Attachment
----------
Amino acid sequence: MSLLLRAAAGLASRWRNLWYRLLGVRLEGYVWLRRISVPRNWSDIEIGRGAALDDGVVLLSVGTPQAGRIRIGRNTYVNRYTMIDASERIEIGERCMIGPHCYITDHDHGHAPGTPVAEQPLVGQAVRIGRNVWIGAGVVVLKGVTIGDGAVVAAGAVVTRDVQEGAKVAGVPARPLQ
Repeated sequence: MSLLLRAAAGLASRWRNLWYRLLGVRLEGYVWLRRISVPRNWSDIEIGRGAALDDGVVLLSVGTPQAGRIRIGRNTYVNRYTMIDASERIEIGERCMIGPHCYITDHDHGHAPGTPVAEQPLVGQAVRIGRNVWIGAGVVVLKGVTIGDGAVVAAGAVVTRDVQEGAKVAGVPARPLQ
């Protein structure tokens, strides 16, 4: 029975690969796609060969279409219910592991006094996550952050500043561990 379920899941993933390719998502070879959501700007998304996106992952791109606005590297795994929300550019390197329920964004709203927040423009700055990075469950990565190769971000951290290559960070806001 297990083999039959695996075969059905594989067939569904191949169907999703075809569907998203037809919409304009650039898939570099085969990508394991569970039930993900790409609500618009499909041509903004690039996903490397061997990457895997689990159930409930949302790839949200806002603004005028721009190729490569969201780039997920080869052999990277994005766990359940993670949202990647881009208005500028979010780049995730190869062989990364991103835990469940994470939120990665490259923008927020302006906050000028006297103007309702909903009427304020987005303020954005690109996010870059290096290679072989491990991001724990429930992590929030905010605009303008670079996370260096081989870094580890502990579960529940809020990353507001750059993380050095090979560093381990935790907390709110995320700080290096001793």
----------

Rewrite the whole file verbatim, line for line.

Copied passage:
Amino acid sequence: MSLLLRAAAGLASRWRNLWYRLLGVRLEGYVWLRRISVPRNWSDIEIGRGAALDDGVVLLSVGTPQAGRIRIGRNTYVNRYTMIDASERIEIGERCMIGPHCYITDHDHGHAPGTPVAEQPLVGQAVRIGRNVWIGAGVVVLKGVTIGDGAVVAAGAVVTRDVQEGAKVAGVPARPLQ
Repeated sequence: MSLLLRAAAGLASRWRNLWYRLLGVRLEGYVWLRRISVPRNWSDIEIGRGAALDDGVVLLSVGTPQAGRIRIGRNTYVNRYTMIDASERIEIGERCMIGPHCYITDHDHGHAPGTPVAEQPLVGQAVRIGRNVWIGAGVVVLKGVTIGDGAVVAAGAVVTRDVQEGAKVAGVPARPLQ
């Protein structure tokens, strides 16, 4: 029975690969796609060969279409219910592991006094996550952050500043561990 379920899941993933390719998502070879959501700007998304996106992952791109606005590297795994929300550019390197329920964004709203927040423009700055990075469950990565190769971000951290290559960070806001 297990083999039959695996075969059905594989067939569904191949169907999703075809569907998203037809919409304009650039898939570099085969990508394991569970039930993900790409609500618009499909041509903004690039996903490397061997990457895997689990159930409930949302790839949200806002603004005028721009190729490569969201780039997920080869052999990277994005766990359940993670949202990647881009208005500028979010780049995730190869062989990364991103835990469940994470939120990665490259923008927020302006906050000028006297103007309702909903009427304020987005303020954005690109996010870059290096290679072989491990991001724990429930992590929030905010605009303008670079996370260096081989870094580890502990579960529940809020990353507001750059993380050095090979560093381990935790907390709110995320700080290096001793």